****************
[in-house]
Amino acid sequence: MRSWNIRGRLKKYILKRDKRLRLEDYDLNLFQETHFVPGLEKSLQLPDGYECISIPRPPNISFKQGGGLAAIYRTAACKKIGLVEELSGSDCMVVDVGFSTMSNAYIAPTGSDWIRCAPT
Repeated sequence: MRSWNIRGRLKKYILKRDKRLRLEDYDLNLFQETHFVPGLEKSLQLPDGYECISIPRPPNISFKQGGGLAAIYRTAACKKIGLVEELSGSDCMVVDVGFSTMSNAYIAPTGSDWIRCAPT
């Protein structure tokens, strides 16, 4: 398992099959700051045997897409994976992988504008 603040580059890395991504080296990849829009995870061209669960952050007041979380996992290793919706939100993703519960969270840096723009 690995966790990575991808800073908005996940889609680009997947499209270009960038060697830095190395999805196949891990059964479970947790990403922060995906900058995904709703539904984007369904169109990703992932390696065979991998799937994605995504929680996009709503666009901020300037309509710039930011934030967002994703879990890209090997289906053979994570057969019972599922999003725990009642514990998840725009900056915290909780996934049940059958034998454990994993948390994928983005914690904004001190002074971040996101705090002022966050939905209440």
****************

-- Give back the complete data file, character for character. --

[in-house]
Amino acid sequence: MRSWNIRGRLKKYILKRDKRLRLEDYDLNLFQETHFVPGLEKSLQLPDGYECISIPRPPNISFKQGGGLAAIYRTAACKKIGLVEELSGSDCMVVDVGFSTMSNAYIAPTGSDWIRCAPT
Repeated sequence: MRSWNIRGRLKKYILKRDKRLRLEDYDLNLFQETHFVPGLEKSLQLPDGYECISIPRPPNISFKQGGGLAAIYRTAACKKIGLVEELSGSDCMVVDVGFSTMSNAYIAPTGSDWIRCAPT
């Protein structure tokens, strides 16, 4: 398992099959700051045997897409994976992988504008 603040580059890395991504080296990849829009995870061209669960952050007041979380996992290793919706939100993703519960969270840096723009 690995966790990575991808800073908005996940889609680009997947499209270009960038060697830095190395999805196949891990059964479970947790990403922060995906900058995904709703539904984007369904169109990703992932390696065979991998799937994605995504929680996009709503666009901020300037309509710039930011934030967002994703879990890209090997289906053979994570057969019972599922999003725990009642514990998840725009900056915290909780996934049940059958034998454990994993948390994928983005914690904004001190002074971040996101705090002022966050939905209440």